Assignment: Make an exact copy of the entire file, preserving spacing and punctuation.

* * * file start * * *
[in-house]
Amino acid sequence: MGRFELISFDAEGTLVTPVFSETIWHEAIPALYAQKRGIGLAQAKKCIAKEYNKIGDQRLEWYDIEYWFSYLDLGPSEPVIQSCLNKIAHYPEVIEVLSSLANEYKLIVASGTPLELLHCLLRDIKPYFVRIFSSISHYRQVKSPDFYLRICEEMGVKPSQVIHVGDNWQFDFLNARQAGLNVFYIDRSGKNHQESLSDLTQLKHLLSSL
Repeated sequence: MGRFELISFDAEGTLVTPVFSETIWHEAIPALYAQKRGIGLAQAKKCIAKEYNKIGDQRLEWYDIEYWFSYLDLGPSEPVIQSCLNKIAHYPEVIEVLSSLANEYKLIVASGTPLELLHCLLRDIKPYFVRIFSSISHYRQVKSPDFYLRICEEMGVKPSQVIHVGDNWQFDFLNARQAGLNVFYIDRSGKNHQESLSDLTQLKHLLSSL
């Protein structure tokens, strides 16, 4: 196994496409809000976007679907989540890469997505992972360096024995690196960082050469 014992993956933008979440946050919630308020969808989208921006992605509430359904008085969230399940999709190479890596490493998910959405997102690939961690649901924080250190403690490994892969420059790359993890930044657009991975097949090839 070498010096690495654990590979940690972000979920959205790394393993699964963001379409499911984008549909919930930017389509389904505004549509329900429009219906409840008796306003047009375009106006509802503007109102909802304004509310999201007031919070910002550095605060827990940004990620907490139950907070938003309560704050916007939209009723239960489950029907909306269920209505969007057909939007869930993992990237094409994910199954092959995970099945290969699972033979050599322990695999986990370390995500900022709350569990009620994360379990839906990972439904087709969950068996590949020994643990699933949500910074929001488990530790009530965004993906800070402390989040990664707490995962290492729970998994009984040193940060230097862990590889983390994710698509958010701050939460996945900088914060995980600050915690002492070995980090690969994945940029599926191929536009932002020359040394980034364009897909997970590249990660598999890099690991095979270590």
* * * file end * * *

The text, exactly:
[in-house]
Amino acid sequence: MGRFELISFDAEGTLVTPVFSETIWHEAIPALYAQKRGIGLAQAKKCIAKEYNKIGDQRLEWYDIEYWFSYLDLGPSEPVIQSCLNKIAHYPEVIEVLSSLANEYKLIVASGTPLELLHCLLRDIKPYFVRIFSSISHYRQVKSPDFYLRICEEMGVKPSQVIHVGDNWQFDFLNARQAGLNVFYIDRSGKNHQESLSDLTQLKHLLSSL
Repeated sequence: MGRFELISFDAEGTLVTPVFSETIWHEAIPALYAQKRGIGLAQAKKCIAKEYNKIGDQRLEWYDIEYWFSYLDLGPSEPVIQSCLNKIAHYPEVIEVLSSLANEYKLIVASGTPLELLHCLLRDIKPYFVRIFSSISHYRQVKSPDFYLRICEEMGVKPSQVIHVGDNWQFDFLNARQAGLNVFYIDRSGKNHQESLSDLTQLKHLLSSL
């Protein structure tokens, strides 16, 4: 196994496409809000976007679907989540890469997505992972360096024995690196960082050469 014992993956933008979440946050919630308020969808989208921006992605509430359904008085969230399940999709190479890596490493998910959405997102690939961690649901924080250190403690490994892969420059790359993890930044657009991975097949090839 070498010096690495654990590979940690972000979920959205790394393993699964963001379409499911984008549909919930930017389509389904505004549509329900429009219906409840008796306003047009375009106006509802503007109102909802304004509310999201007031919070910002550095605060827990940004990620907490139950907070938003309560704050916007939209009723239960489950029907909306269920209505969007057909939007869930993992990237094409994910199954092959995970099945290969699972033979050599322990695999986990370390995500900022709350569990009620994360379990839906990972439904087709969950068996590949020994643990699933949500910074929001488990530790009530965004993906800070402390989040990664707490995962290492729970998994009984040193940060230097862990590889983390994710698509958010701050939460996945900088914060995980600050915690002492070995980090690969994945940029599926191929536009932002020359040394980034364009897909997970590249990660598999890099690991095979270590």